We will see the particular role played by the Puglian hotshot during the various episodes, but what we are interested in for the moment are the paradoxical effects that the hotspot system has created: from the very first moment it was stressed that the hotspot lacked a legal framework defining it as a structure and regulating its management issues, ranging from the question of detaining people who did not commit crimes to the ambiguous and famous “use of force”, repeatedly suggested by the European Union to Italian law enforcement agencies in order to obtain fingerprinting.
Secondly, the counterpart to the repression of the hotspot approach, defined in the form of relocation of asylum seekers (only nationals of certain countries) from Italy and Greece to other European countries, did not work according to the intended system.
Inclusion Lottery: Procedures and Contradictions in Access to Asylum
Finally, but maybe it is this the most relevant aspect, the distinction between “economic migrants” and “asylum seekers” on which the hotspot approach relies is not only scientifically unsustainable, as the reasons sometimes intertwine in such a weighty fashion that one cannot identify two distinct phenomenologies of migration, but also because such distinction, made at the physical site of the hotspot, actually shifts the decision on the asylum request from the legal to the police level, giving individual officials a power that seems to be in conflict with those so paraded liberal democracy schemes. In fact, especially in the early stages of this new approach, a brief interview conducted inside the hotspot was nullifying to the future of the migrant.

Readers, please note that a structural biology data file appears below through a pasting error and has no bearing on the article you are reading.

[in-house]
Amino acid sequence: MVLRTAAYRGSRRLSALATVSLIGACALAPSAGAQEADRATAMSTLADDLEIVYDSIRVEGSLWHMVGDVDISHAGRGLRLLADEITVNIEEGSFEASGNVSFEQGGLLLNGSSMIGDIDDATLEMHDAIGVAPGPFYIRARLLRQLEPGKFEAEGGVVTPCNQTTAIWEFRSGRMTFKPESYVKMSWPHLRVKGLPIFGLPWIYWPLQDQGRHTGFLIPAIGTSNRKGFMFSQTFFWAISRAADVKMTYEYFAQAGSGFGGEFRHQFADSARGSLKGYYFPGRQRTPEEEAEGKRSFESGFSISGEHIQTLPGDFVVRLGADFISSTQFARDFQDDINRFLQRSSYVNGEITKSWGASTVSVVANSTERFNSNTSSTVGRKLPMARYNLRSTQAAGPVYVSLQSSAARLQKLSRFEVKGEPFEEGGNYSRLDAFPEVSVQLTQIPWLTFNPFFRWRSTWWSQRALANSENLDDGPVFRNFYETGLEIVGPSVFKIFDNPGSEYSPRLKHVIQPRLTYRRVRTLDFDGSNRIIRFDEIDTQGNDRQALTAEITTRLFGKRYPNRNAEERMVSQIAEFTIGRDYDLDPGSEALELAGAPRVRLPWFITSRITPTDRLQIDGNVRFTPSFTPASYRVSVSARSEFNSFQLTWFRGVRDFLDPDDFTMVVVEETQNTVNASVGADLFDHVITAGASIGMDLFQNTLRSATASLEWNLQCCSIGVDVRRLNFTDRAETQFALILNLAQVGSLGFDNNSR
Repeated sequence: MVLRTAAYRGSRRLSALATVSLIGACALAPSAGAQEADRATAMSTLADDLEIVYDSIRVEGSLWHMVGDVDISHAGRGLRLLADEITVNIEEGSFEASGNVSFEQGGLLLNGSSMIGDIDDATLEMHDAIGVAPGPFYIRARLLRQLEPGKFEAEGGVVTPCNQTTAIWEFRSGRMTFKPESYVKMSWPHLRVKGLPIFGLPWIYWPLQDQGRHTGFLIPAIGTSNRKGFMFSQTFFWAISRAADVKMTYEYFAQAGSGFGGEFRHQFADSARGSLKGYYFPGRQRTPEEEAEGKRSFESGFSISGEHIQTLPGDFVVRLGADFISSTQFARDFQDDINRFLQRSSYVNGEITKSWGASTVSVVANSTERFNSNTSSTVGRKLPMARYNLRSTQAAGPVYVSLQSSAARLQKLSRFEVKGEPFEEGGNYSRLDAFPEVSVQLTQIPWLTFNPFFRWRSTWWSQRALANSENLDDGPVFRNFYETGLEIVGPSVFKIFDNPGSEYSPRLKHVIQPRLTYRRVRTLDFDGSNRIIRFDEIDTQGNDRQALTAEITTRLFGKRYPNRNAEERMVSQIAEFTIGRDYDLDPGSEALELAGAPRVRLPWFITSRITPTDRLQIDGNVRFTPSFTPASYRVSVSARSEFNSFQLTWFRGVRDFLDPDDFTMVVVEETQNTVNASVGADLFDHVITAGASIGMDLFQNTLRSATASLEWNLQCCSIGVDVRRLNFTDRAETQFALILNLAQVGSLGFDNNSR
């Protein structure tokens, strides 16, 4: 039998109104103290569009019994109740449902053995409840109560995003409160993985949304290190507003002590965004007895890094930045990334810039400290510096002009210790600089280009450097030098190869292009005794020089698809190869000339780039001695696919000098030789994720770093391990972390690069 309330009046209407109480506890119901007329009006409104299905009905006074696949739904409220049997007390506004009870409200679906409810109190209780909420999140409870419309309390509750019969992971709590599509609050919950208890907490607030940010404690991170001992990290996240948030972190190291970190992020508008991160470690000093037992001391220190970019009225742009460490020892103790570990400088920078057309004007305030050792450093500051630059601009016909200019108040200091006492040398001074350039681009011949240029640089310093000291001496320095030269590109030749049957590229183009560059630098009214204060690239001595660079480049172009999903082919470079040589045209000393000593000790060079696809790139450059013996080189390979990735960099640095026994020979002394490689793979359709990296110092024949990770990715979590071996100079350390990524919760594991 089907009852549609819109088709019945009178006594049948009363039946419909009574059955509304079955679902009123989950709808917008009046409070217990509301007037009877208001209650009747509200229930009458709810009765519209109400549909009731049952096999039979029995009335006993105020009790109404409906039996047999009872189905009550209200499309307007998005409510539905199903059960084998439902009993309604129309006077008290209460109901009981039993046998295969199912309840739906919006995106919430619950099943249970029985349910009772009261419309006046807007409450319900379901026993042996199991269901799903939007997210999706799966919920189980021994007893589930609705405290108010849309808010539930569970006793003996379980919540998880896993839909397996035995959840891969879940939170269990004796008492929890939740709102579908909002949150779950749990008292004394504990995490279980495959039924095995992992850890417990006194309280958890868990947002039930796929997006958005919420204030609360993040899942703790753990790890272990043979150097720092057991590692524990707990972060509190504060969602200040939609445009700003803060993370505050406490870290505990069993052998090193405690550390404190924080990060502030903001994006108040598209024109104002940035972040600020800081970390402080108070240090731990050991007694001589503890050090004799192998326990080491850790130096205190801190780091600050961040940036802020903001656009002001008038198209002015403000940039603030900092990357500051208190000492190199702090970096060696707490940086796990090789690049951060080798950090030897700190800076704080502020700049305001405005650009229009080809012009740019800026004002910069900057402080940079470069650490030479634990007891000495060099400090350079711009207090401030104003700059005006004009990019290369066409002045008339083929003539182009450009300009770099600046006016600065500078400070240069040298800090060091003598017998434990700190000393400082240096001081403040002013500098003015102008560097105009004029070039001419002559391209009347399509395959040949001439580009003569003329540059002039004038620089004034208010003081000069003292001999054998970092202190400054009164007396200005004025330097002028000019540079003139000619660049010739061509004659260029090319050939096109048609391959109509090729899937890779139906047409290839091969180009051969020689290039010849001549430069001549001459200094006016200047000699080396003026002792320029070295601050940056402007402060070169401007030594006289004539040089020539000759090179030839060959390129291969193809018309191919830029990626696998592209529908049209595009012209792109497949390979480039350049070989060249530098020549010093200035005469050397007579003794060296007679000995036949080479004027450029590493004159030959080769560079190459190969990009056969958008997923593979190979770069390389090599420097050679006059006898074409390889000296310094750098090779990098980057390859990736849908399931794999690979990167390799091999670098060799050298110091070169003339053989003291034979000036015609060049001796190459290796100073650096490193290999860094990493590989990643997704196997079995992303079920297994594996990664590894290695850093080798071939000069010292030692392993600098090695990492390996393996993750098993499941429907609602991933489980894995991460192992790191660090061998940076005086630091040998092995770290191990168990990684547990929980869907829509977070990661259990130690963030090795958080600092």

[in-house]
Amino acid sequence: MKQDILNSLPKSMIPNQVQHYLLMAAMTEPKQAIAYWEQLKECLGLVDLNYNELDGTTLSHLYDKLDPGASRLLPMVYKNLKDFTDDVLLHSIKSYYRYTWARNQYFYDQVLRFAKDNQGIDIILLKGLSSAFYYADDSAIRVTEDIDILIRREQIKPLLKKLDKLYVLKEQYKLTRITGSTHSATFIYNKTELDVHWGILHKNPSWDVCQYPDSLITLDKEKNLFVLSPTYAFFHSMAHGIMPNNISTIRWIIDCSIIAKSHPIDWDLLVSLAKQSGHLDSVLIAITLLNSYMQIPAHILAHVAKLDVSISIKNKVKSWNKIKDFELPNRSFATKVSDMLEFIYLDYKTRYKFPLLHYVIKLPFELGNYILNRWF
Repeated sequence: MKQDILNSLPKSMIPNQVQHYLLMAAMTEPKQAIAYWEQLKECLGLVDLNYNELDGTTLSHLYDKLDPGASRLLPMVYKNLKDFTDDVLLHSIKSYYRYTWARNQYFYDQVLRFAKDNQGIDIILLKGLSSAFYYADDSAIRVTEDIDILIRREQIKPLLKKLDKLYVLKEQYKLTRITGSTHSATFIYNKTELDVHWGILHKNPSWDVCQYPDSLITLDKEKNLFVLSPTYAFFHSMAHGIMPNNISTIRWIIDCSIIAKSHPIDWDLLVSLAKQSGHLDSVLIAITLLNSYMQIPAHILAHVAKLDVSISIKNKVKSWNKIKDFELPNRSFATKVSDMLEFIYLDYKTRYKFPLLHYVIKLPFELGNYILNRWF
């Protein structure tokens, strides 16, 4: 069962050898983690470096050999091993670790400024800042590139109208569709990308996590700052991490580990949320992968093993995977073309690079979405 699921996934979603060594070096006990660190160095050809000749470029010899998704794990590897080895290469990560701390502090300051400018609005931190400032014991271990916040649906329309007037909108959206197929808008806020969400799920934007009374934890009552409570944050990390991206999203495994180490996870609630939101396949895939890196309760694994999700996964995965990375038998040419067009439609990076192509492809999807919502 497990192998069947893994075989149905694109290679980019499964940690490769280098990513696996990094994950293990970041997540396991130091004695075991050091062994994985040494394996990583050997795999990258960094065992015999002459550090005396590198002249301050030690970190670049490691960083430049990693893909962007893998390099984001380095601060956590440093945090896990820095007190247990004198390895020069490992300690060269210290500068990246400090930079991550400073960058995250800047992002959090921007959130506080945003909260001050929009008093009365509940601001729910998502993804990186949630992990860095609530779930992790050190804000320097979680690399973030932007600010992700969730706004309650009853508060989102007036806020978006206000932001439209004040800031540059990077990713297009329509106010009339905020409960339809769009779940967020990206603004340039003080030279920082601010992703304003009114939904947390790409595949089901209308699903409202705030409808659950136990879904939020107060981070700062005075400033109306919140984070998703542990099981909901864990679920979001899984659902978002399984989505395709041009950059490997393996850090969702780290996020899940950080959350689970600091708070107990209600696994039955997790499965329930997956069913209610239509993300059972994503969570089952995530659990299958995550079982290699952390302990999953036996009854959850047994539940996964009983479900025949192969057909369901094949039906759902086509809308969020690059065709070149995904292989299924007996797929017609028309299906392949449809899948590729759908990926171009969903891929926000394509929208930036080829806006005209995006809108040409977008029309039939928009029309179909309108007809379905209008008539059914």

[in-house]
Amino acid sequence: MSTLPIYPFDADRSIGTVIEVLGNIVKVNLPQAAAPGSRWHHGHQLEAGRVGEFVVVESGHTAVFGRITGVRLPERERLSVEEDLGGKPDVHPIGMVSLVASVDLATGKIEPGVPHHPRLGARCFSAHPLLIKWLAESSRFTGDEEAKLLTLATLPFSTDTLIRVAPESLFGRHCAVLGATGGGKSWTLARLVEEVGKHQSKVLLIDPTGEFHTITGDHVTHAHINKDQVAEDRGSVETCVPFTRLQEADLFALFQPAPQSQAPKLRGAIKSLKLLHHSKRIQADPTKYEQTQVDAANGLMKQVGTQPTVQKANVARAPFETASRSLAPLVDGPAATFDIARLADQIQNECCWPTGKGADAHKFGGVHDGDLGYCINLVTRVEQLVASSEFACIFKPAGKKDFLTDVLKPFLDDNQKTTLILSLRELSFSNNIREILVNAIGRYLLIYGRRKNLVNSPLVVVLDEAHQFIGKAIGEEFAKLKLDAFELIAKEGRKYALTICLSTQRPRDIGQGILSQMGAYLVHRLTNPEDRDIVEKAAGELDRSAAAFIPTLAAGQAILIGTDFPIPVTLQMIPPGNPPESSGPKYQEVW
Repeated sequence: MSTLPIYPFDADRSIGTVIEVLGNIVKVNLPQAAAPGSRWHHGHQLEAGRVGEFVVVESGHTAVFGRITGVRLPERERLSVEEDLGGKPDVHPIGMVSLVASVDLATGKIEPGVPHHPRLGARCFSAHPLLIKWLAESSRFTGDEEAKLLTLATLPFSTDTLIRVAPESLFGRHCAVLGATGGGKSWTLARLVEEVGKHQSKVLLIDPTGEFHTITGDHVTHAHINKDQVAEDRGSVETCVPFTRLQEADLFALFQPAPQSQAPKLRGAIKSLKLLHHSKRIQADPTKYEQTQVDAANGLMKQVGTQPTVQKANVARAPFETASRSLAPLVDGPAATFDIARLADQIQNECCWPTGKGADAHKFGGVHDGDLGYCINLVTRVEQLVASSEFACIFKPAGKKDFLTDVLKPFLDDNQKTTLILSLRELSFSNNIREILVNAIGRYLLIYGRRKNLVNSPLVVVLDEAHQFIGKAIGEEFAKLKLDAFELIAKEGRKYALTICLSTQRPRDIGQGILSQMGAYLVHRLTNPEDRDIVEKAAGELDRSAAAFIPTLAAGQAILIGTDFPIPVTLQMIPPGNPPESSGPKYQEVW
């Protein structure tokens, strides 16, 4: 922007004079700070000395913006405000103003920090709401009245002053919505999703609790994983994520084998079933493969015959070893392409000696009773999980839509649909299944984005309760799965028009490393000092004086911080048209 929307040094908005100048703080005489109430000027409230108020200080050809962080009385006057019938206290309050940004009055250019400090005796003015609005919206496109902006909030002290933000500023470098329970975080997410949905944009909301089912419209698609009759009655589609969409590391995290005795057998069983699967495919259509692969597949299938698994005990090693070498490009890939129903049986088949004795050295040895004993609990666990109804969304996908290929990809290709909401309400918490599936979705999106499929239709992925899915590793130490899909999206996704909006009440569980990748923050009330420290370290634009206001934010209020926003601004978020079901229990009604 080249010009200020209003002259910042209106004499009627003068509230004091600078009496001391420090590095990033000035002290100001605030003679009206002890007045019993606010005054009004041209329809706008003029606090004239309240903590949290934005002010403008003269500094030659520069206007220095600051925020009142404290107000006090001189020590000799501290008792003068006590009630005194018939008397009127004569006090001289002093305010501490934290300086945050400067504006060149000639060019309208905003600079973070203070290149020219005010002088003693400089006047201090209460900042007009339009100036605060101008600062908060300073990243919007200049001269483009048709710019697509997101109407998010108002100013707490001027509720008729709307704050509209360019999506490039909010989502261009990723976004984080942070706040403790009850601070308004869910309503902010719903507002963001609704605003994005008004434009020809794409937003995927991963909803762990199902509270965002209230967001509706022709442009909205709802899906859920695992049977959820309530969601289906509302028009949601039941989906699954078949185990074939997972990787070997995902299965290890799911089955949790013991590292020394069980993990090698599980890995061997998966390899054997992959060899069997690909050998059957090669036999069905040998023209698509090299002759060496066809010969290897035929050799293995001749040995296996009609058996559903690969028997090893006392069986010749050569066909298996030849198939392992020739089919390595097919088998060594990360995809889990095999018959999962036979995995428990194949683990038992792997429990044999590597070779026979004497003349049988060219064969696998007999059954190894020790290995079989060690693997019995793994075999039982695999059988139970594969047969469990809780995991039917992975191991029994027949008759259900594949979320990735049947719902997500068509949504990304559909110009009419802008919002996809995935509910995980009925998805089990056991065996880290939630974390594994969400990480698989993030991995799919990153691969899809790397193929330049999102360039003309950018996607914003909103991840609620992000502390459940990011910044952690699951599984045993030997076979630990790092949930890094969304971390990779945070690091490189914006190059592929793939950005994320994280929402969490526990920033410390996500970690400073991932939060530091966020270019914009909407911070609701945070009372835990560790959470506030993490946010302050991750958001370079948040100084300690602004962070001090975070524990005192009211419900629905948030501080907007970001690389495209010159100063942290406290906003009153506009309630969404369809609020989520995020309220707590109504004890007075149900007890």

The main point of this interview was a question about the migrant’s working intentions: the migrant was asked if they intended to work in our country in the future. Obviously, even an asylum seeker would answer yes since a) they do not want to give the impression of a parasite and b) because they would obviously want to develop an autonomous life in the country in which they are forced to settle as a consequence of their escape. However, this procedure, later on replaced by more accurate, but equally ambiguous schemes, led to the issue of expulsion orders for many people labeled in no time by a police officer as “economic migrants”.
Many have received a deferred expulsion sheet that sets a time limit (usually 7 days) within which the migrant must appear at the border and leave voluntarily. This mechanism has led some to challenge the expulsion after being intercepted by various networks of activists in the area; on many others we have no news and we can imagine that they have ended up enlarging concealed underpaid jobs in agriculture or construction. [As it emerges from the stories collected directly which will be the subject of the next episodes]
In short, the hotspot approach as part of a larger system for migration control proved to be one of the main nerve centers of what appears to be a repressive attitude, sometimes combined with a sort of disturbing (and very often arbitrary) parallel law system for migrants in terms of detention and decision, as we will see in the next section, showing the role of the Taranto hotspot.